Every region has its specifics in the way to use the open public space. These specific characteristics are dependent on regions geographical position, climate, historical background, people’s mentality and habits. All these, often co-dependent factors define the very unique behaviour in public spaces.

Ways of using the public space in Baltic States are framed by many factors, but the crucial role here play the socialists era history (Raagmaa, 2009; Berend 2009; Stanilov 2006) and the specific climate conditions. Besides the ways of public space use these factors may limit also the ways of designing public space financially and functionally.

The soviet era has destroyed many of the historical structures – spatially and socially, and created new ones. In this effect, soviet period still has a great impact on the Baltic States in the time after the regaining of independence: development of the new capitalism had to be built on the post-soviet realities. Therefore, the maintenance of the existing and creating of the new public spaces was not in the list of priorities in on the way to re-establishing the three independent states; rather economical and political changes seemed to be more important. Everybody’s interest was redirected from the Public to the Private. Also in later times, as the awareness about importance of the public space has risen in society, development of such spaces faced the problem of financial limitations, because traditionally public space and green infrastructure development was still not seen as a priority among the public authorities and private developers.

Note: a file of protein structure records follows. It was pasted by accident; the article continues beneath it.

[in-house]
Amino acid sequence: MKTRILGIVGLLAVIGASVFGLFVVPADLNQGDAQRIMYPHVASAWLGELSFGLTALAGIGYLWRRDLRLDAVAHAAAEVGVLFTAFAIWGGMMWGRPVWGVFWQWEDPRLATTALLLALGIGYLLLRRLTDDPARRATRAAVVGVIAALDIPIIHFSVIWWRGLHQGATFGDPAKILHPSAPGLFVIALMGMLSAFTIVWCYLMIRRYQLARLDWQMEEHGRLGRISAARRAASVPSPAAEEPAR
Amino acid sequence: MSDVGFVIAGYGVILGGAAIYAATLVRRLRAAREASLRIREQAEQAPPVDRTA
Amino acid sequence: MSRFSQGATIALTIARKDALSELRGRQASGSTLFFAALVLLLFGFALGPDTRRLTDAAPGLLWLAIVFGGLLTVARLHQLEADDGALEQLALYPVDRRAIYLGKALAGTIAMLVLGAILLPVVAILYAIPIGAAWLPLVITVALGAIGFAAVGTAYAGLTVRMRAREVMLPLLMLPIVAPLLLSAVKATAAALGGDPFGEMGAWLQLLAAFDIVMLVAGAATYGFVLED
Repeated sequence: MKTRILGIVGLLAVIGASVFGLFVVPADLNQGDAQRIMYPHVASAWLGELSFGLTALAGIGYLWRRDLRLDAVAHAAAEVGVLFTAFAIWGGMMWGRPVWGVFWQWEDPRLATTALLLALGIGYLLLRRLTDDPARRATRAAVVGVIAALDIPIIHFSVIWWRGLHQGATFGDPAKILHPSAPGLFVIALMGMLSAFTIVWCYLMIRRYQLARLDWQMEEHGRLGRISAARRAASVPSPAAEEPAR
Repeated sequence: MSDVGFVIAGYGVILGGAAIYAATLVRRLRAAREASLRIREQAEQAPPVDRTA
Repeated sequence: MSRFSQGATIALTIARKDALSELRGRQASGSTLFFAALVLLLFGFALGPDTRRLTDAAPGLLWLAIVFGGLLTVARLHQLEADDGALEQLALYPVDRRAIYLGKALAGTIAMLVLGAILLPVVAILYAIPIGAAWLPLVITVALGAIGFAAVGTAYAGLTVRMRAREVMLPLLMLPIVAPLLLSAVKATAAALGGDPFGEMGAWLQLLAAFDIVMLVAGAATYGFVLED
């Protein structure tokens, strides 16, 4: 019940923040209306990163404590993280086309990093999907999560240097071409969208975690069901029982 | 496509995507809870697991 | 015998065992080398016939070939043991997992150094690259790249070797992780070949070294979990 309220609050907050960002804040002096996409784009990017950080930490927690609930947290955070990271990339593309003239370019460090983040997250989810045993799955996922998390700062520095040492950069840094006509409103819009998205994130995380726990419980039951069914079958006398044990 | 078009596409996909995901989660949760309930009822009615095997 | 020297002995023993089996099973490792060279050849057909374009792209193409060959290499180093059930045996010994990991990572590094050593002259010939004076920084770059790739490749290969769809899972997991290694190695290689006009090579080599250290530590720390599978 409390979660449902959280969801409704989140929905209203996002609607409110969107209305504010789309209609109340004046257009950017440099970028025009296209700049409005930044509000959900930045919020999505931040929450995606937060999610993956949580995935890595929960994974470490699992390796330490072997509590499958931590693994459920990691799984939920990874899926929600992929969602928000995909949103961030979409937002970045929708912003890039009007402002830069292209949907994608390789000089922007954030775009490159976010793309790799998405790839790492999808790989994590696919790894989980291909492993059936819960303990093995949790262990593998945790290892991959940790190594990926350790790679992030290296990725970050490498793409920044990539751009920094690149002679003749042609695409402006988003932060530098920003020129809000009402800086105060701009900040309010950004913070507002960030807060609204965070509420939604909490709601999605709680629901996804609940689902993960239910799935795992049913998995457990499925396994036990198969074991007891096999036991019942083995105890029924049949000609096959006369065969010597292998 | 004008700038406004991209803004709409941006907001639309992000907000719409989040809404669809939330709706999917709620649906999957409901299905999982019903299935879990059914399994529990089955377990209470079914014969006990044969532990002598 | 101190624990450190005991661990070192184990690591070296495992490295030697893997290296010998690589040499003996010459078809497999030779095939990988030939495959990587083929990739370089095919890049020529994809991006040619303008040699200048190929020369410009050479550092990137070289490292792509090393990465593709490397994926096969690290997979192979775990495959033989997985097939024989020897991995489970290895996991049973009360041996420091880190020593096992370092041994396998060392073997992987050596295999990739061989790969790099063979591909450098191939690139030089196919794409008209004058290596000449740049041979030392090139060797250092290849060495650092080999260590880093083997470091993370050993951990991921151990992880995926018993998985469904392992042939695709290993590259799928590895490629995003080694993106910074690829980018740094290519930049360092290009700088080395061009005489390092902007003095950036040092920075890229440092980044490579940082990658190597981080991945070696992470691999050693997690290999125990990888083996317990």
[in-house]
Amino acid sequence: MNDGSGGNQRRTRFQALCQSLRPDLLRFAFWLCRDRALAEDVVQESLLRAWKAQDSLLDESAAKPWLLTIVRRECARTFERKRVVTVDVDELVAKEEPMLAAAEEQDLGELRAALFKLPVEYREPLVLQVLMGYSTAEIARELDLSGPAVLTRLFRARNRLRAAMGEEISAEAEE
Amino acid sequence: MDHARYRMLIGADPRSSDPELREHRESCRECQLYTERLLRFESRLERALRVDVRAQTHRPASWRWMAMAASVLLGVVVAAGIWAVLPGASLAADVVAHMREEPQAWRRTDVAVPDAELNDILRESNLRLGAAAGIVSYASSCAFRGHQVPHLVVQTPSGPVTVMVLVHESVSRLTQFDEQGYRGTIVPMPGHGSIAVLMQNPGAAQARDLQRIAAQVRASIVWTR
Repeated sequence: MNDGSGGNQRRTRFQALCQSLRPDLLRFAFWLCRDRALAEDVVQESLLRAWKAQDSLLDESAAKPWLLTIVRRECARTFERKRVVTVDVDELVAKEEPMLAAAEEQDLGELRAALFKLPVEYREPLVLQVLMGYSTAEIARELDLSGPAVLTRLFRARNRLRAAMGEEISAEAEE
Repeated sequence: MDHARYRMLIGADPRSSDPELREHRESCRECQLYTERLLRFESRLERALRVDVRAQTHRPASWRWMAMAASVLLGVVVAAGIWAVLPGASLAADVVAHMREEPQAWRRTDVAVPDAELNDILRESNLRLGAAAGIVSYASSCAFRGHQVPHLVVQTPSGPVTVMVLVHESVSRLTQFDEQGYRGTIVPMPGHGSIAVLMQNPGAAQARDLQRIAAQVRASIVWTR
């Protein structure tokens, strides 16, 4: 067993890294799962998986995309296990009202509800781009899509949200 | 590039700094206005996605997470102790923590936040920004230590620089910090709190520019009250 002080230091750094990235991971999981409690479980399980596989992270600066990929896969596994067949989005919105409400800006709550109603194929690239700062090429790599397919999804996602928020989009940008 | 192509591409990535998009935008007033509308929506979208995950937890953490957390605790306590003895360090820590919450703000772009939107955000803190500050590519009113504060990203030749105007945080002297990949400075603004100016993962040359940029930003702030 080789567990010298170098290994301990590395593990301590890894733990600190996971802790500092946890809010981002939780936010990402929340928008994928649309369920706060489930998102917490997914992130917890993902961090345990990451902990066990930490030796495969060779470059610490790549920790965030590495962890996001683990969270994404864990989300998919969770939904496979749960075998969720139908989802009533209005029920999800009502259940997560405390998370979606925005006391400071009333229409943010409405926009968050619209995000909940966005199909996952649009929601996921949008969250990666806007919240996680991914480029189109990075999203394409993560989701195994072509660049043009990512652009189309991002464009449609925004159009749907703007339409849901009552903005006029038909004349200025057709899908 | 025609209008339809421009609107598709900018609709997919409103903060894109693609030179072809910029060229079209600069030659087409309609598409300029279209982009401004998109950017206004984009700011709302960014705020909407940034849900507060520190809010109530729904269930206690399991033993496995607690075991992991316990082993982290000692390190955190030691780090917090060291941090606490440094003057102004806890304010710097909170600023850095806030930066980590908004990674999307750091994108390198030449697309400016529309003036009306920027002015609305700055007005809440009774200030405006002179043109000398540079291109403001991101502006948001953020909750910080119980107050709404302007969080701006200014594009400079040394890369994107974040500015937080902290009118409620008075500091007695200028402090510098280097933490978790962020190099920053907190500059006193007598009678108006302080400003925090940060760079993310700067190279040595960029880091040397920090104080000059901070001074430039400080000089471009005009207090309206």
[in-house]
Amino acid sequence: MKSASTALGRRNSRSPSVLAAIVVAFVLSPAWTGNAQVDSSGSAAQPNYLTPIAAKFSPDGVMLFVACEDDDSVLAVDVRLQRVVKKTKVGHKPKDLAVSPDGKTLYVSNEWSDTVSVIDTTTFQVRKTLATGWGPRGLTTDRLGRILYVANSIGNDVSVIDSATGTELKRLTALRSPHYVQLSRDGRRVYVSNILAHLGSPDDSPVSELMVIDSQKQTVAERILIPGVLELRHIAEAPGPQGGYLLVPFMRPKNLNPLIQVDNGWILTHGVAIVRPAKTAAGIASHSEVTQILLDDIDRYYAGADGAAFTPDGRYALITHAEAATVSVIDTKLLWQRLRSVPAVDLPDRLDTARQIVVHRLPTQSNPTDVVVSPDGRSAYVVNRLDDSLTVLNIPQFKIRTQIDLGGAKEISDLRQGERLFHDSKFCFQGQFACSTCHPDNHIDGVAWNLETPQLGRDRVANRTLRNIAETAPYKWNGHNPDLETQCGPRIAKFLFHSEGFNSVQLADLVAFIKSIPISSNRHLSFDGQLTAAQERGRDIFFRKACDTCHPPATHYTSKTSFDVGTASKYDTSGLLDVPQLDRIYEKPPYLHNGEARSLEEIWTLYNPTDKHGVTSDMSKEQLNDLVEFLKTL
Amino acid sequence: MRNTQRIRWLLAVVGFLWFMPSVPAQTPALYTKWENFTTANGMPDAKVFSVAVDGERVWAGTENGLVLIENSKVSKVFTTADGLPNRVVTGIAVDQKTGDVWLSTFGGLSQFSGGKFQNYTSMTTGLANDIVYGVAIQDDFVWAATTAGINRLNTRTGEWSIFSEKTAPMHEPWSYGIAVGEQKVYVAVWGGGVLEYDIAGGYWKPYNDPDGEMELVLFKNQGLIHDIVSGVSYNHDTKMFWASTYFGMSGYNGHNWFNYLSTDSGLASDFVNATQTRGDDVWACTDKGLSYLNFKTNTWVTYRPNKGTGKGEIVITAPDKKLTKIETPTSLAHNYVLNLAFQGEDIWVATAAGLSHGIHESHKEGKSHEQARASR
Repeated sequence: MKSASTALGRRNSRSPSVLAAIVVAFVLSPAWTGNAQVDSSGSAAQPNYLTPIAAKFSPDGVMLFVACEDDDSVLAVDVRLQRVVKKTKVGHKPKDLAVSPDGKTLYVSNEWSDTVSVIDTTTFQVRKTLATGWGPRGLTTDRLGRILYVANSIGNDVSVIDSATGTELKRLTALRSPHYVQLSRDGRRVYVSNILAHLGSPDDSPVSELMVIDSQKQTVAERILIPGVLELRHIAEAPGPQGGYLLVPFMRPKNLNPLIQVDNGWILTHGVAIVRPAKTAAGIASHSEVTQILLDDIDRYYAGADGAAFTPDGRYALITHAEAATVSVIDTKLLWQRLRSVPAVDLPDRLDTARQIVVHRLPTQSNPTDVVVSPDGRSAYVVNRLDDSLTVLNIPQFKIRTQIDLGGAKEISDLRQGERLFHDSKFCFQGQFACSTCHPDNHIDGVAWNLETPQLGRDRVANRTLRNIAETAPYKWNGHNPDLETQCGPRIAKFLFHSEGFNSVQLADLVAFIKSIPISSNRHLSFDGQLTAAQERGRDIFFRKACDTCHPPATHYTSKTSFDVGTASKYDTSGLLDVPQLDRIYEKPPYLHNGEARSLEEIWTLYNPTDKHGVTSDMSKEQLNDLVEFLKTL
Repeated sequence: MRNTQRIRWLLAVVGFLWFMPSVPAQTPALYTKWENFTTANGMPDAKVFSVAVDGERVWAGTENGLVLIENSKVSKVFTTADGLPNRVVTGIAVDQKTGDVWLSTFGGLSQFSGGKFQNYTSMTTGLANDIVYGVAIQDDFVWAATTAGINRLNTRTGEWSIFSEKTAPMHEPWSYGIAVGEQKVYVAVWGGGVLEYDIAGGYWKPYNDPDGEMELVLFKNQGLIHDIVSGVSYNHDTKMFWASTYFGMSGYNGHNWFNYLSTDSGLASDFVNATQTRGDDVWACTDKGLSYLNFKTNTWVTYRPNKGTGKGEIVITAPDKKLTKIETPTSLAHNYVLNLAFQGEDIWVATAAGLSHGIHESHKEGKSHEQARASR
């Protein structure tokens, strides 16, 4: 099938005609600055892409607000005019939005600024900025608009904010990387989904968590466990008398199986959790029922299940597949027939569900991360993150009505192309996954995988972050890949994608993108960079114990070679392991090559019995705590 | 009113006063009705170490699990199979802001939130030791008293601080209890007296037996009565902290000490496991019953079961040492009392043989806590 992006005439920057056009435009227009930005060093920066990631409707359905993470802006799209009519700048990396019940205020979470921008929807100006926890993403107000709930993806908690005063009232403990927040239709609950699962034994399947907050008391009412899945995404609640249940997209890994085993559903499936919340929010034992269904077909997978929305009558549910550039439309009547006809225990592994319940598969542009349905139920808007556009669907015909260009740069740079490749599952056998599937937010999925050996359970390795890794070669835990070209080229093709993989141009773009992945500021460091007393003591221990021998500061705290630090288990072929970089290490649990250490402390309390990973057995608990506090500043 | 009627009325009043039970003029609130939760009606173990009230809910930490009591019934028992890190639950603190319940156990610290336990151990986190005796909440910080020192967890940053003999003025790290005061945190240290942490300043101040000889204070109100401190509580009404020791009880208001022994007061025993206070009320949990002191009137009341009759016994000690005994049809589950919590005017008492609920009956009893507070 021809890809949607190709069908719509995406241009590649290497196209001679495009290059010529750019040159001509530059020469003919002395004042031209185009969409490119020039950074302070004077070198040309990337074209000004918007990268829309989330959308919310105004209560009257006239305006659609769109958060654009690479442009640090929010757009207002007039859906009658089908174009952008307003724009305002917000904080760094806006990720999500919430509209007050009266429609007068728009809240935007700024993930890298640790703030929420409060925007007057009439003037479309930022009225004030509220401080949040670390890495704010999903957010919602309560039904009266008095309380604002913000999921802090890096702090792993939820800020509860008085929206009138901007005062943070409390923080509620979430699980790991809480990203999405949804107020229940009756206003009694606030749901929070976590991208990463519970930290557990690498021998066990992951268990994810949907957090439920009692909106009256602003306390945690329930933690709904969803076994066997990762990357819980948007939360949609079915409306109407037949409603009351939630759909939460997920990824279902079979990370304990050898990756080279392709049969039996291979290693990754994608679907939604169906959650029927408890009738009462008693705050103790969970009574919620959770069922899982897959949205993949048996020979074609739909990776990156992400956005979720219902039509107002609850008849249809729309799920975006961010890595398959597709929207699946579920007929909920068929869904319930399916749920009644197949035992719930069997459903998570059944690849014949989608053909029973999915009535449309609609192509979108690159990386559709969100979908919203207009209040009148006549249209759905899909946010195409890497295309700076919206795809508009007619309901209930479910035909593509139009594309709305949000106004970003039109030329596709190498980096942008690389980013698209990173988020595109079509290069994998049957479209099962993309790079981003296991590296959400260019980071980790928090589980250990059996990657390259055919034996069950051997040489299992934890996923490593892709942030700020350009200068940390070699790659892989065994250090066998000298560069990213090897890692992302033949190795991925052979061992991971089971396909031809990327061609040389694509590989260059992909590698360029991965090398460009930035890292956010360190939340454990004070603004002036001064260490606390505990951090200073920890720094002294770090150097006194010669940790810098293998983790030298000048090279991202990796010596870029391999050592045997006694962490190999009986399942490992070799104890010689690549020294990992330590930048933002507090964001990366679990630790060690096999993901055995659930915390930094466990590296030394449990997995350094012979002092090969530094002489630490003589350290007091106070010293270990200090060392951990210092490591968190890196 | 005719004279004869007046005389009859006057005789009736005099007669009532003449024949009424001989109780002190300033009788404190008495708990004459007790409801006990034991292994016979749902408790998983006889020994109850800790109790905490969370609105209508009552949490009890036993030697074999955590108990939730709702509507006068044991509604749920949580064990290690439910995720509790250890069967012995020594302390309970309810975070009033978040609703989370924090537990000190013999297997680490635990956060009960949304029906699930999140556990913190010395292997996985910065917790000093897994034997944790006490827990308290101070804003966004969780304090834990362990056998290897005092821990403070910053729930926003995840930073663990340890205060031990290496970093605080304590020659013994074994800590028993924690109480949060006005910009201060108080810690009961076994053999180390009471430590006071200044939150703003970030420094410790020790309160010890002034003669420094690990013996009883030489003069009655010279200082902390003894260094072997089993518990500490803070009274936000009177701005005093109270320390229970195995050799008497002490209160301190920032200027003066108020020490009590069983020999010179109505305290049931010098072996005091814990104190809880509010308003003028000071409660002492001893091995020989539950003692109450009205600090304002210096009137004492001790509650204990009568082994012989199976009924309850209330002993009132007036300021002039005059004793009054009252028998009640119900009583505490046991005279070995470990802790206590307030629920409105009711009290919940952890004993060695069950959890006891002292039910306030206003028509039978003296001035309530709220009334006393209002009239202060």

Also seasonal change and climatic conditions have a big impact on public space life. In the winter squares and park lawns are used to store great amount of snow, children playgrounds are almost not used from October-November till March-April. On the other hand, the seasonal change brings also many other, short-time activities, like skiing in the larger parks, skating, snowboarding, snowball fights etc.

Talking about the further public space development and current needs in Baltic countries, taking in account the context, one might conclude, that public space in the Baltics needs a more flexible approach. The design possibilities of public spaces often limited by the narrow budget, and the use of public spaces is limited by the seasonal change – it means that design solutions should be effective, but low costs, as well as they should be suited for the sequence of different seasonal space uses, which are, in fact repeating temporary activities.